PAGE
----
Tag Archives: kindness

His wife died

She died yesterday. His wife has been sick for a while, and we all knew it would be soon. Friends offer comfort, using the same phrases we have all used “I’m so sorry” “She’s not suffering now” “You’re in our prayers.”

Everyone means well and what else can they say? I wonder, as he nods and shakes hands, or accepts the endless casserole dishes, if he wishes they would all leave him alone?

I watch the delicate ballet of people moving slowly, the way people do when they get up at night, trying not to wake rest of the household. They are being considerate and kind, and he knows it. It’s all they can do, really, and he knows that, too.

I’m grateful that the usual things are happening for him. Things he can count on, tradition, ritual, expected words and gestures. I know that soon he will be catching himself walking oddly, alone instead of in tandem with her. He’ll throw away countless pots of coffee before he remembers he only needs to make enough for one. How many browning bananas will he throw into the compost pile before he changes the grocery list he’s been using for years?

How long before his friends begin urging him to “get out,” a euphemism for “find someone new.” Will he decide to keep learning the rules of solitaire- living alone?

I, too, am glad she is no longer suffering, but I feel the usual disconnect. This is another experience I won’t have.

My break-ups were devastating. But they were the result of betrayal, abandonment, not the natural progression of life, which is death. After the last, I made a conscious decision to stop trying to do something at which I obviously sucked. I chose to be alone. Now, after several years, I’m poor but man, I could teach a class in Living Alone and Loving It.

I’m not glad that this is something I’ll never know, like childbirth or having health insurance. This is just an observation.

And I’m really looking forward to getting on the Trail.


Christmas thoughts

There’s only a week or so before Christmas and any of us are already in that panicked state that seems to define the month of December. We are beginning to anticipate the gatherings of friends and family, and dread them at the same time. We toggle between giddy happiness and glowering resentment. Old hurts and regrets that we hold at bay the rest of the year loom large now.

Maybe we should let go of childhood beliefs. There is no Santa Claus other than the generosity of our own hearts. WE carry Santa around with us.  Next time you pass a ringing bell for the Salvation Army, drop in a dollar (or whatever you have clinking in your pocket) say Merry Christmas and feel better. I’m not here as a spokesperson for any charity-the pont is to give. To everyone. Don’t keep a little notebook in your pocket to mark down what you got in return. I mean it. Just give. Give your smile, a kind word, hold the door. Help carry the garbage to the curb, make those last copies so your coworker can leave with everyone else, help your classmate edit a  paper so they can enjoy the holidays too.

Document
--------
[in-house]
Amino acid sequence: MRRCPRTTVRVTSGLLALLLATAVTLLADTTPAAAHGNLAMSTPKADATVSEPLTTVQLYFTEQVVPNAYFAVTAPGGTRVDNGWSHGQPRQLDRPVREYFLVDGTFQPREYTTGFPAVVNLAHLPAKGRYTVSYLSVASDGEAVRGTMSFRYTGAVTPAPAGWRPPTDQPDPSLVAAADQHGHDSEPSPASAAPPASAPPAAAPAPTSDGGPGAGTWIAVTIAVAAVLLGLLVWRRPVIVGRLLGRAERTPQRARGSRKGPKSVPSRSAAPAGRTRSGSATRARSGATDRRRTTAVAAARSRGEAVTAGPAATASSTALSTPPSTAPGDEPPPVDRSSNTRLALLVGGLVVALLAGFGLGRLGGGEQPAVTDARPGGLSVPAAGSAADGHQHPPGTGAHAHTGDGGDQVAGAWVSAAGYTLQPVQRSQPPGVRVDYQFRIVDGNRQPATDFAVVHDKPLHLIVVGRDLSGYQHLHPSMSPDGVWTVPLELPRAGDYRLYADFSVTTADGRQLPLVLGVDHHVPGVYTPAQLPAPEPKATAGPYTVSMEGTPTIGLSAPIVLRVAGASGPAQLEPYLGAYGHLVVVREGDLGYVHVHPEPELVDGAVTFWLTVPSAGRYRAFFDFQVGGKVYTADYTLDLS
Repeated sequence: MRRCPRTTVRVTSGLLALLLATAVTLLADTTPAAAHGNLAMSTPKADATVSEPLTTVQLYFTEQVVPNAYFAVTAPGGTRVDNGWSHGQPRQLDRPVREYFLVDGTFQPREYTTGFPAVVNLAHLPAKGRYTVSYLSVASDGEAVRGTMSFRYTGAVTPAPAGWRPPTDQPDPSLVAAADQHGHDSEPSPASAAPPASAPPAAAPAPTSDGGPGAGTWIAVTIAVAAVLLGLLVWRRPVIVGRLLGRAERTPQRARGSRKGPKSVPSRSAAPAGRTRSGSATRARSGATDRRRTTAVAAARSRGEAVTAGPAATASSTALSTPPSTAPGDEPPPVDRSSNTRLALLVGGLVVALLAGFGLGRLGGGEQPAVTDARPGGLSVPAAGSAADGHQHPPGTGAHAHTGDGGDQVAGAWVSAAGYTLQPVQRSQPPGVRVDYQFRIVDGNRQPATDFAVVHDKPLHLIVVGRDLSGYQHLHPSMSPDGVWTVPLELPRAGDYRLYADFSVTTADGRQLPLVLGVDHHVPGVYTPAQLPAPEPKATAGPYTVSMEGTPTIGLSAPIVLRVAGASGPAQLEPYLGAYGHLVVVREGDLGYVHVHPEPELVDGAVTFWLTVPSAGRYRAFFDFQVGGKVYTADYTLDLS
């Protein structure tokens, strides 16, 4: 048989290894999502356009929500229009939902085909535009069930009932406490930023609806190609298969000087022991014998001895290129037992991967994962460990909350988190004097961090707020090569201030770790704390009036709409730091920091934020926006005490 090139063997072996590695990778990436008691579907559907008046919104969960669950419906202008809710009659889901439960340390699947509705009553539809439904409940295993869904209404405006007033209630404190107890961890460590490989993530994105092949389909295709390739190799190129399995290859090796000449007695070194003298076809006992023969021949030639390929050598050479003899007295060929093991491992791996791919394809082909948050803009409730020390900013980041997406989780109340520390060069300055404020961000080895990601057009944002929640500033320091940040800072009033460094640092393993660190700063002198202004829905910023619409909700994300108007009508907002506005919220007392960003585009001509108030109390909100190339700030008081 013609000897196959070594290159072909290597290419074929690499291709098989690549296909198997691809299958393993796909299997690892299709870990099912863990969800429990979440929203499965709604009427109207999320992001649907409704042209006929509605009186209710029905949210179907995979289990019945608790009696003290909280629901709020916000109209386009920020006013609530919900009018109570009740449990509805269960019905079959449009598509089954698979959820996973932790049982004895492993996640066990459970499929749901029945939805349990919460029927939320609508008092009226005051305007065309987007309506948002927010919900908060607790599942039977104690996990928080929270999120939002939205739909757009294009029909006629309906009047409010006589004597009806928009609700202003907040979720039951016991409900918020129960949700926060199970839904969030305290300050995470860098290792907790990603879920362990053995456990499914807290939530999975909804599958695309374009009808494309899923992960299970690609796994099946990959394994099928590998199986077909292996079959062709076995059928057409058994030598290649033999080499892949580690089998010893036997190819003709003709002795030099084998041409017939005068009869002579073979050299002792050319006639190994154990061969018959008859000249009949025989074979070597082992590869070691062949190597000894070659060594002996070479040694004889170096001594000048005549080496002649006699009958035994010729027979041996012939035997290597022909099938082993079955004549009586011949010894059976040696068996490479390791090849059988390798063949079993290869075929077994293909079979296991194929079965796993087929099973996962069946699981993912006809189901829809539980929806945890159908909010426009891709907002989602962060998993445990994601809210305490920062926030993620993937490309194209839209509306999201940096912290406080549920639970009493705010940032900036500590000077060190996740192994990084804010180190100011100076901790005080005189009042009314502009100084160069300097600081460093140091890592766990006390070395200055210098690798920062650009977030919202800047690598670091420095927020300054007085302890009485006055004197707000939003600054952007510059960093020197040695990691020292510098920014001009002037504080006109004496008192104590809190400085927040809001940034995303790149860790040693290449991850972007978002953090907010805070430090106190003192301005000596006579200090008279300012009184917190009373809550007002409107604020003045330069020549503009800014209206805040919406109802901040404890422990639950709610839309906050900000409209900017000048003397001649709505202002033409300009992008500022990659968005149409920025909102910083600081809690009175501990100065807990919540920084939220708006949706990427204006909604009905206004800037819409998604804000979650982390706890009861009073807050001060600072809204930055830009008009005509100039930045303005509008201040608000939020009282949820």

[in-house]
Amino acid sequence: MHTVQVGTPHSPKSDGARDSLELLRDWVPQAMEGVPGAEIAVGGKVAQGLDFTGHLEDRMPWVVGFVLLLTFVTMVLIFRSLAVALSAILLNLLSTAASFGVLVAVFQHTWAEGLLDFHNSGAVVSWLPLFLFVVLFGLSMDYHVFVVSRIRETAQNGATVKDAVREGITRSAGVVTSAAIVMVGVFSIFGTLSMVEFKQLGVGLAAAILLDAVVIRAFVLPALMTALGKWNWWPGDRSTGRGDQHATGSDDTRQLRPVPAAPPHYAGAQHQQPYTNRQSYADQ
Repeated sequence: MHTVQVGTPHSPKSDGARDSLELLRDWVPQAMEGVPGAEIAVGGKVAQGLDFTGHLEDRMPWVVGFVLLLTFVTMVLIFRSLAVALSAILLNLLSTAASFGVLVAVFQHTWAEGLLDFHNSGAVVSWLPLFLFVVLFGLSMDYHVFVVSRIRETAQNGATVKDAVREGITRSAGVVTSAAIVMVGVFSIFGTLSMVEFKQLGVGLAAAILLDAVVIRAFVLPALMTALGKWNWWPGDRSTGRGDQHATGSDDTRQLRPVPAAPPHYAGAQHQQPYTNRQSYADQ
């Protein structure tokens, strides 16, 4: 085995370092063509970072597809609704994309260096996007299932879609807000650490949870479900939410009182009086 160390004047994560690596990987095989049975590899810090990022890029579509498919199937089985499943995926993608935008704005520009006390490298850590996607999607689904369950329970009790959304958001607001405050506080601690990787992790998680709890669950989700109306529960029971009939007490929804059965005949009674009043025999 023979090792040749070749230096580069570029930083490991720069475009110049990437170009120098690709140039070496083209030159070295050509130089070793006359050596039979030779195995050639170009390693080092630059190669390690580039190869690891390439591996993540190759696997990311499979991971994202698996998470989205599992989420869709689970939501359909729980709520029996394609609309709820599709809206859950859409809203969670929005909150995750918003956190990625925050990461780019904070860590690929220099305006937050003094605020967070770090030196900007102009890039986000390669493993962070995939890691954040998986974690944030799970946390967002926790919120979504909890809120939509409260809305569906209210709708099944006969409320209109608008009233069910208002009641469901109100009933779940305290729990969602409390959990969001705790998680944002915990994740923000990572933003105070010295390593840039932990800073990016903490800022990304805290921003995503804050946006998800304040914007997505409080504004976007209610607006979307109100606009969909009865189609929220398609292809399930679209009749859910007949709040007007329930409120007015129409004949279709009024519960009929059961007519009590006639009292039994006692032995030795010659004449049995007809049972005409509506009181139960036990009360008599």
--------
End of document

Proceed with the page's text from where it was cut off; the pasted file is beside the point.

Do you see ways to help but think, “oh yeah, if I start that he’ll expect me to do it every week and what is he going to do for me?” Stop it. Just stop.

Those of you who are lucky enough to have jobs that give you the holidays off, appreciate that. Now take a look around. Those people in the convenience store? They don’t get Christmas off and no, they don’t get extra pay either. Even if they did, they’re making $8 an hour…big deal. Those people who brought you that holiday special? That nice cold beer? They aren’t getting the holidays off. They’re working overtime. TIP them. Acknowledge that because YOU want to go out on the holidays these people are required to work. The guys who own the businesses are often at home with their families, but not the employees. Please, don’t take it out on them because you have to put up with your mother-in-law for 3 days. Be kind. It’s not that hard. Really.

You’ll feel noble and maybe the holidays won’t seem so dreadful anymore.

Happy Holidays!